What makes a mammal a mammal?

A mammal is normally defined as a warm blooded animal with a covering of fur, skin or hair which gives birth to live young who are nourished with milk, and who are vertebrate. All mammals suckle their young, but there is a sub-group known as monotremes, which are the egg-laying mammals. This group includes just the platypus and the echidna. They are still Mammals because, like all Mammals, they feed their young on mothers' milk. Mammals also breathe through lungs.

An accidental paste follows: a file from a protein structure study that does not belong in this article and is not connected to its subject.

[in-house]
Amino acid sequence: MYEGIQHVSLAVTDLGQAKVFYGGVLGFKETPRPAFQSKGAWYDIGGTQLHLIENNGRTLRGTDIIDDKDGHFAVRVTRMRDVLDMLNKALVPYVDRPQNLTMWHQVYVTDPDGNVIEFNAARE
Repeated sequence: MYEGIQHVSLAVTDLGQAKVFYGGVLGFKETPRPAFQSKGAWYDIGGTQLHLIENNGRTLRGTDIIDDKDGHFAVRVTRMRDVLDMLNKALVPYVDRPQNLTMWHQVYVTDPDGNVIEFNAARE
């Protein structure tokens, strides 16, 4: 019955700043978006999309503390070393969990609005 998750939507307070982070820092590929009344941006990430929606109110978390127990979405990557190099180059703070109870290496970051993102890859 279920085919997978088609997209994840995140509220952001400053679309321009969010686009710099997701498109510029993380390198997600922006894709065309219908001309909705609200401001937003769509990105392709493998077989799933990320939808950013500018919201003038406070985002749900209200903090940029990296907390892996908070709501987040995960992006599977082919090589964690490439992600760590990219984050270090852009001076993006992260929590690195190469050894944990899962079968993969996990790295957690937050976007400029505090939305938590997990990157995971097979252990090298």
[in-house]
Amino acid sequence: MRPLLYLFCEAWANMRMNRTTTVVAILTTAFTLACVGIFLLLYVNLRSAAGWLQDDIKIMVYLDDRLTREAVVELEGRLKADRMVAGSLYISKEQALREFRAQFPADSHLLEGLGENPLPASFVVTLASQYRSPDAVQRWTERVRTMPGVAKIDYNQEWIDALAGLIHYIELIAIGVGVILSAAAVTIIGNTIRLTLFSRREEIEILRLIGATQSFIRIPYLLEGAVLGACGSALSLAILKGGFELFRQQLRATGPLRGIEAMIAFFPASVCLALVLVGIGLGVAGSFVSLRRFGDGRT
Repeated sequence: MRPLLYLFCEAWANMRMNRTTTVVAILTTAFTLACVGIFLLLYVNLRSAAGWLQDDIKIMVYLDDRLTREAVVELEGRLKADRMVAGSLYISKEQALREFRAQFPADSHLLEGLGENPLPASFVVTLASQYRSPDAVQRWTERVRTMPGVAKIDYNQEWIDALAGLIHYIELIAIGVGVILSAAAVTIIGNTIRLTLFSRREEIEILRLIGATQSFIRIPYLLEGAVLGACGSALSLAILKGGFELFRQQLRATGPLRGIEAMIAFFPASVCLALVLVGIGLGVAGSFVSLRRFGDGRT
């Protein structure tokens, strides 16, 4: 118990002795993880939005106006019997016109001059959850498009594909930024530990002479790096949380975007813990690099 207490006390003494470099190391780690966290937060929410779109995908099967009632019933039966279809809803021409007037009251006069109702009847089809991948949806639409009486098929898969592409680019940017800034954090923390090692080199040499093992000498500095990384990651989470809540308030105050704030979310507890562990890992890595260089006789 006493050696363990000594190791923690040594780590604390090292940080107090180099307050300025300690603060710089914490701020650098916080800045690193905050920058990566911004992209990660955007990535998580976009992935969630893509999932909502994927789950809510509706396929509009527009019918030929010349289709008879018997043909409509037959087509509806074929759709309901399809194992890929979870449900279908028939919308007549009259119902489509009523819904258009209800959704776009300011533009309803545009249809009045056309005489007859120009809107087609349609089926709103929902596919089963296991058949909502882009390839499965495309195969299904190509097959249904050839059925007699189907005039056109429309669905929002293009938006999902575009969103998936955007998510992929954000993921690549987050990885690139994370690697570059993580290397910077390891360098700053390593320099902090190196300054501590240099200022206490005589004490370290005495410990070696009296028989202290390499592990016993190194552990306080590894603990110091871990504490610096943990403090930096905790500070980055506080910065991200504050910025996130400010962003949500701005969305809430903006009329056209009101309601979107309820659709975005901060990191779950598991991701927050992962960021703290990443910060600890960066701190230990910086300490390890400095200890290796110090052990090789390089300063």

Most mammals are also characterized by the following anatomical features:

- A flexible neck with seven cervical vertebrae

- Mammals also show enhanced neocortex development

- Sound is produced by the larynx (a modified region of the trachea)

- limbs are oriented vertically

- The mammalian heart has 4 chambers

- Internal temperature is generally high and constant usually 37 C

- Egg development occurs in the uterus (excluding Monotremata)

- RBC are non nucleated

- Diaphragm present between thoracic and abdominal cavities . Mammals are like humans they have live baby's and their blood try to coupe with the weather just like ours does